In her cause of action, Mounts had the burden to prove that the Hospital owed a duty of care to Alisha, that the Hospital breached its duty, and that the breach caused Alisha's death. See Doe v. Boys Clubs of Greater Dallas, 907 S.W.2d 472, 477 (Tex.1995). Neither party contests the fact that the Hospital owed Alisha a duty of care nor that the shower rod was the cause-in-fact of her death. At issue is whether the Hospital breached its duty of care in choosing and installing the shower rod and whether the Hospital could have foreseen that its action or inaction with respect to the shower rod would result in Alisha's death.
Selection and Design of the Shower Rod
A hospital is under a duty to exercise reasonable care to safeguard the patient from any known or reasonably apprehensible danger from herself and to exercise such reasonable care for her safety as her mental and physical condition, if known, may require. See Harris v. Harris County Hosp. Dist., 557 S.W.2d 353, 355 (Tex.Civ.App.-Houston [1st Dist.] 1977, no writ); Harris Hosp. v. Pope, 520 S.W.2d 813, 815 (Tex.Civ.App.-Fort Worth 1975, writ ref'd n.r.e.). Mounts claims the Hospital was negligent when it installed the shower rod at issue because it is the type of instrument which reasonably presents a fatal danger to a patient in the suicide ward of a psychiatric hospital.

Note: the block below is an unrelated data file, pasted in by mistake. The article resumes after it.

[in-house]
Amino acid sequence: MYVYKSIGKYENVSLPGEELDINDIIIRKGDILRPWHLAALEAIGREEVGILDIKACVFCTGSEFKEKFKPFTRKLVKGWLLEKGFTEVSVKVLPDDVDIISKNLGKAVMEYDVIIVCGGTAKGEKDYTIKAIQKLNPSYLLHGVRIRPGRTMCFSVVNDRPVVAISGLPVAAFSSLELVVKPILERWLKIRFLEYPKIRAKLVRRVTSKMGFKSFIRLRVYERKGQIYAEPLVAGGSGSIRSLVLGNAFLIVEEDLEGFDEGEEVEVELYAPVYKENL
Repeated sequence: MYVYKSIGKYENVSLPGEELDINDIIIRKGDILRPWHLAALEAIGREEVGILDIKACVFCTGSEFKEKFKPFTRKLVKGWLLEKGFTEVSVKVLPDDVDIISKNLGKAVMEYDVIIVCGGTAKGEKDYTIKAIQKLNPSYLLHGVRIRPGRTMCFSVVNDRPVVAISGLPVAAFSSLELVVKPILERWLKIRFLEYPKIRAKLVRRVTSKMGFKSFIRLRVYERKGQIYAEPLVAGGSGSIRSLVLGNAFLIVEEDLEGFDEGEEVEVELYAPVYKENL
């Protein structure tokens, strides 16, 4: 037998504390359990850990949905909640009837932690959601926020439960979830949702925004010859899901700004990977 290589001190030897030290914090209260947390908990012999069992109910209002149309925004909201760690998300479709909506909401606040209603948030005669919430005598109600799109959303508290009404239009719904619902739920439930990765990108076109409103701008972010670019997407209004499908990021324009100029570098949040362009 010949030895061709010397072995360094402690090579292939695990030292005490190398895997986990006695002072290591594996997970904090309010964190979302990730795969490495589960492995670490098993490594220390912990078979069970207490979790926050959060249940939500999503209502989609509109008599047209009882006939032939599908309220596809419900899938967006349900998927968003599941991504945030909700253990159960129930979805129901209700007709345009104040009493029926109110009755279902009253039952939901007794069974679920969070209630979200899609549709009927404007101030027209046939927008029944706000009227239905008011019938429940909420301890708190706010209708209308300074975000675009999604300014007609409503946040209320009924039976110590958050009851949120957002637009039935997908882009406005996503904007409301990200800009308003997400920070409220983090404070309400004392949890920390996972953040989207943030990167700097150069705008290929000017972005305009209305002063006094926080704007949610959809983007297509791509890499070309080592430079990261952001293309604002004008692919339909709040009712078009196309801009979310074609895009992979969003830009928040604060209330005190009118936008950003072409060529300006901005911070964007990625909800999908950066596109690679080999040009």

The evidence regarding the installation of the shower rod consisted of testimony by Malcolm Belisle, Nancy Townsend, and Morris Haney. At the time St. David's Pavilion was built, a committee was formed to assist with decisions concerning construction and equipment. Belisle was the chairman of the committee; other members included Townsend, a former administrator of a psychiatric hospital, and Phil Bible, the architecture firm's project coordinator and a previous chief architect for the Texas Department of Mental Health and Mental Retardation (MHMR).3 As project coordinator, Bible served as the liaison between regulatory agencies, the architecture firm and the Hospital to ensure that regulatory standards were met. The committee's main task was to design the psychiatric hospital to make it safe and functional. For example, special light screws, ventilation panels, mirrors, sink valves, shower heads, windows, and window blinds were purchased in the interest of the patients' safety. The committee was well aware of the potential danger a shower curtain system presents and spent substantial time investigating its options. There were no commercially available shower curtain systems designed specifically for psychiatric hospitals. Looking at industry practices, the committee found various systems in use. Some hospitals used a bead system, while others used an aluminum rod with a cut in the middle, or a polyvinyl chloride (PVC) rod without cuts. Although no specific state regulations or guidelines existed, the committee was told that MHMR found the PVC rod acceptable. Finding other curtain systems too dangerous, the committee selected 40 PVC pipe as a shower rod because of its flexibility.4 Heavier pipe was rejected because it was too inflexible, making it possible for a patient to hang herself; lighter pipe presented a different danger-it shattered into a sharp weapon capable of inflicting injury. The 40 PVC rods were individually shaved down at the ends to ensure they fit loosely in the holders and would pop out easily if any weight was placed on the rod.